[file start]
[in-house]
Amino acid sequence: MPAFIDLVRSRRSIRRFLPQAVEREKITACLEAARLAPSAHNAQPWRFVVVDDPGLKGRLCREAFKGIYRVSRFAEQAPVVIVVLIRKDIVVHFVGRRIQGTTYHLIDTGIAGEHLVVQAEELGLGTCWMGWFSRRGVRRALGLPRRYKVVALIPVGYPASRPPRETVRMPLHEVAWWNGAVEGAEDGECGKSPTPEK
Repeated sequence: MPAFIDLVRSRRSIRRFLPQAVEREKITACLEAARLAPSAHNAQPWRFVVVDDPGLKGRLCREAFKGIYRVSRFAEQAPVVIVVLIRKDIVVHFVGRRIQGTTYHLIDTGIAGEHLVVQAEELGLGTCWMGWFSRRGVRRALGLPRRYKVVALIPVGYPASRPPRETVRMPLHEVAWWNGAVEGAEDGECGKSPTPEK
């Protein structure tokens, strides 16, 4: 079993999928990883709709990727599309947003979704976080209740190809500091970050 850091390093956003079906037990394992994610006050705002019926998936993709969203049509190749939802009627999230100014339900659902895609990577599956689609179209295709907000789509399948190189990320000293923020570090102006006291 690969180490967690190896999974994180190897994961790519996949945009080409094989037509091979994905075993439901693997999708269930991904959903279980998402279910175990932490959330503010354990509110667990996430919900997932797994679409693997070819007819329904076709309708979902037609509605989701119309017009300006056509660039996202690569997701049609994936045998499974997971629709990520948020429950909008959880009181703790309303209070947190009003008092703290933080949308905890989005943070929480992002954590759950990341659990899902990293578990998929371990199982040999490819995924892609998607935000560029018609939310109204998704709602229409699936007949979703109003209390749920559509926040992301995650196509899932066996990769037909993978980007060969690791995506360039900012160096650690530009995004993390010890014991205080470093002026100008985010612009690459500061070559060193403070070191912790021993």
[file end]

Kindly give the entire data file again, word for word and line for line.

[in-house]
Amino acid sequence: MPAFIDLVRSRRSIRRFLPQAVEREKITACLEAARLAPSAHNAQPWRFVVVDDPGLKGRLCREAFKGIYRVSRFAEQAPVVIVVLIRKDIVVHFVGRRIQGTTYHLIDTGIAGEHLVVQAEELGLGTCWMGWFSRRGVRRALGLPRRYKVVALIPVGYPASRPPRETVRMPLHEVAWWNGAVEGAEDGECGKSPTPEK
Repeated sequence: MPAFIDLVRSRRSIRRFLPQAVEREKITACLEAARLAPSAHNAQPWRFVVVDDPGLKGRLCREAFKGIYRVSRFAEQAPVVIVVLIRKDIVVHFVGRRIQGTTYHLIDTGIAGEHLVVQAEELGLGTCWMGWFSRRGVRRALGLPRRYKVVALIPVGYPASRPPRETVRMPLHEVAWWNGAVEGAEDGECGKSPTPEK
């Protein structure tokens, strides 16, 4: 079993999928990883709709990727599309947003979704976080209740190809500091970050 850091390093956003079906037990394992994610006050705002019926998936993709969203049509190749939802009627999230100014339900659902895609990577599956689609179209295709907000789509399948190189990320000293923020570090102006006291 690969180490967690190896999974994180190897994961790519996949945009080409094989037509091979994905075993439901693997999708269930991904959903279980998402279910175990932490959330503010354990509110667990996430919900997932797994679409693997070819007819329904076709309708979902037609509605989701119309017009300006056509660039996202690569997701049609994936045998499974997971629709990520948020429950909008959880009181703790309303209070947190009003008092703290933080949308905890989005943070929480992002954590759950990341659990899902990293578990998929371990199982040999490819995924892609998607935000560029018609939310109204998704709602229409699936007949979703109003209390749920559509926040992301995650196509899932066996990769037909993978980007060969690791995506360039900012160096650690530009995004993390010890014991205080470093002026100008985010612009690459500061070559060193403070070191912790021993």